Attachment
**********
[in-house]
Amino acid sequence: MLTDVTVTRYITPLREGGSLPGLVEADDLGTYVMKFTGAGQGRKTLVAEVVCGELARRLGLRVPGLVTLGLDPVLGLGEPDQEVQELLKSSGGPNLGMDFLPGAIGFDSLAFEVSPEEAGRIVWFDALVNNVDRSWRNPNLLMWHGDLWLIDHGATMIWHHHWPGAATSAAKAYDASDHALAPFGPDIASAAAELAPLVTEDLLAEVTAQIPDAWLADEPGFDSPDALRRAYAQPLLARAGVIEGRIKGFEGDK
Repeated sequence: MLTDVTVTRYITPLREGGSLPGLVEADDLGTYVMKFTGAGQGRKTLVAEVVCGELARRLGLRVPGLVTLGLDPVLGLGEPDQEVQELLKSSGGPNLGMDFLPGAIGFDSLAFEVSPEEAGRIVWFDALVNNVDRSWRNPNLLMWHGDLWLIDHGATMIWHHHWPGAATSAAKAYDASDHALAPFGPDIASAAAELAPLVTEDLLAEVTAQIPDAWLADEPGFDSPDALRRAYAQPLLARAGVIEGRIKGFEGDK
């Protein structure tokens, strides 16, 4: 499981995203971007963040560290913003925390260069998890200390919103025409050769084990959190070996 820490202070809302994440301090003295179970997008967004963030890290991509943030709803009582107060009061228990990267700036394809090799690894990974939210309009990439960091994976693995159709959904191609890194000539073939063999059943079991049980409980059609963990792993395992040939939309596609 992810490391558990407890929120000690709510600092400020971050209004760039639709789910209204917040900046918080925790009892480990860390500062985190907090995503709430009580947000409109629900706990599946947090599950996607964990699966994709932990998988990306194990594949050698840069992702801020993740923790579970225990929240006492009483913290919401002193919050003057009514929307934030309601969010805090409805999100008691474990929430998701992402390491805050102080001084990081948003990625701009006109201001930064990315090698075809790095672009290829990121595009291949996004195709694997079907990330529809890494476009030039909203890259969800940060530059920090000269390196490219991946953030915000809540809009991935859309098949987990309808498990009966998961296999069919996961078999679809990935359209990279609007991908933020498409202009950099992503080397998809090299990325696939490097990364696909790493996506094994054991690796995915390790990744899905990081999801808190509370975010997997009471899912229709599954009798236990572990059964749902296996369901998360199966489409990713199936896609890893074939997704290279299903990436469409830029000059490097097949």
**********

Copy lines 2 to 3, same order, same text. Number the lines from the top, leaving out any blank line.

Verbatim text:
Amino acid sequence: MLTDVTVTRYITPLREGGSLPGLVEADDLGTYVMKFTGAGQGRKTLVAEVVCGELARRLGLRVPGLVTLGLDPVLGLGEPDQEVQELLKSSGGPNLGMDFLPGAIGFDSLAFEVSPEEAGRIVWFDALVNNVDRSWRNPNLLMWHGDLWLIDHGATMIWHHHWPGAATSAAKAYDASDHALAPFGPDIASAAAELAPLVTEDLLAEVTAQIPDAWLADEPGFDSPDALRRAYAQPLLARAGVIEGRIKGFEGDK
Repeated sequence: MLTDVTVTRYITPLREGGSLPGLVEADDLGTYVMKFTGAGQGRKTLVAEVVCGELARRLGLRVPGLVTLGLDPVLGLGEPDQEVQELLKSSGGPNLGMDFLPGAIGFDSLAFEVSPEEAGRIVWFDALVNNVDRSWRNPNLLMWHGDLWLIDHGATMIWHHHWPGAATSAAKAYDASDHALAPFGPDIASAAAELAPLVTEDLLAEVTAQIPDAWLADEPGFDSPDALRRAYAQPLLARAGVIEGRIKGFEGDK